Study Shakes the Polar Bear Family Tree

By Gemma Tarlach | March 14, 2013 4:00 pm

Scientists received a surprising answer when they asked an isolated population of brown bears in southeastern Alaska “who’s your daddy?”

Although previous research suggested the brown bears living on the Admiralty, Baranof and Chichagof (ABC) Islands were the ancestors of modern polar bears, the ABC bears are actually descendants of ancient polar bears, according to the latest study, published today in PLOS Genetics.

The first ABC bears, the study suggests, were polar bears stranded on the islands as ice receded at the end of the last ice age, more than 10,000 years ago. Hybridization with wandering brown bears resulted in today’s genetically distinct population of brown bears carrying a high proportion of polar bear DNA, concluded researchers.

An ABC brown bear. Image courtesy of Michael Dobson

The ABC brown bear population was the focus of a study published in 2010 that suggested, based on fossil records and mitochondrial DNA, that ABC bears gave rise to the modern polar bear. Mitochondrial DNA is separate from chromosomes and inherited only through the female lineage, however, which may have skewed the earlier study’s findings.

The study published today examined “nuclear DNA”—DNA on the chromosomes in the cell nucleus—in seven polar bears, one ABC brown bear, a mainland Alaska brown bear and a black bear. The polar bears’ DNA showed no evidence of brown bear ancestry, which refutes the findings of the 2010 study.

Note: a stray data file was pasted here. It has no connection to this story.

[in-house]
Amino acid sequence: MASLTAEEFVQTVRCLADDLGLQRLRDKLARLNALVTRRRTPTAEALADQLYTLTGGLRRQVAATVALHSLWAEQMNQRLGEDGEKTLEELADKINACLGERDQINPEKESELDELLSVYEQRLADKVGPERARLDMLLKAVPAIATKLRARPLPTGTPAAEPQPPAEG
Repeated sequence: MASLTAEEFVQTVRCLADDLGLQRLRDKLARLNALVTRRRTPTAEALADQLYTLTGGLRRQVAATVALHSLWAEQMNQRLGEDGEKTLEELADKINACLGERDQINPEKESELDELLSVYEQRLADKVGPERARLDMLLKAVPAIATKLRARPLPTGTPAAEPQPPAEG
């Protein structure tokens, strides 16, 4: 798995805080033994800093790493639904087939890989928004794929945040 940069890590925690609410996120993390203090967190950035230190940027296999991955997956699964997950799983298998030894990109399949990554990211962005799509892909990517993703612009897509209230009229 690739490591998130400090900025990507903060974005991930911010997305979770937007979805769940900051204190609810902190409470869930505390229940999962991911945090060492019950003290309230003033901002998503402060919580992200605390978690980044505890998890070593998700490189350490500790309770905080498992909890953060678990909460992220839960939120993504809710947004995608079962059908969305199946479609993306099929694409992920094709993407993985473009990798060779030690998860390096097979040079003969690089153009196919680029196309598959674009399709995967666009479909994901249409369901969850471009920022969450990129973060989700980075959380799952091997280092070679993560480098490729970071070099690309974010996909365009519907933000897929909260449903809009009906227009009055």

In addition, tests found that about 6.5 percent of the ABC bears’ X chromosome came from modern polar bears, compared to about 1 percent of the rest of the ABC bear genome, leading the new study’s research team to conclude that the ABC bear population shared more DNA with modern polar bear females than with polar bear males.

The team compared a number of scenarios that might have explained why the ABC brown bears showed a higher percentage of polar bear X chromosome. According to the study’s lead author James Cahill, “Of all the models we tested, the best supported was the scenario in which male brown bears wandered onto the islands and gradually transformed the population from polar bears into brown bears.”

This scenario is consistent with modern brown bear behavior, since young males typically leave the area in which they were born to establish a new territory.

Aside from redefining our understanding of modern polar bear ancestry, this finding may predict the ultimate fate of the species: as the loss of arctic sea ice and natural polar bear habitat continues, increased hybridization similar to what happened on the ABC islands could result in a widespread population of brown bears with polar bear DNA.

Top image courtesy Vladimir Melnik / Shutterstock

CATEGORIZED UNDER: Living World, top posts
MORE ABOUT: bear, genetics, polar bear
  • Brian Schmidt

    Does the nuclear DNA study really refute the prior mitochondrial DNA study? Couldn’t the mitochondrial DNA have crossed the species barrier and persisted, while nuclear DNA didn’t?

    • bb

      no it is spanish


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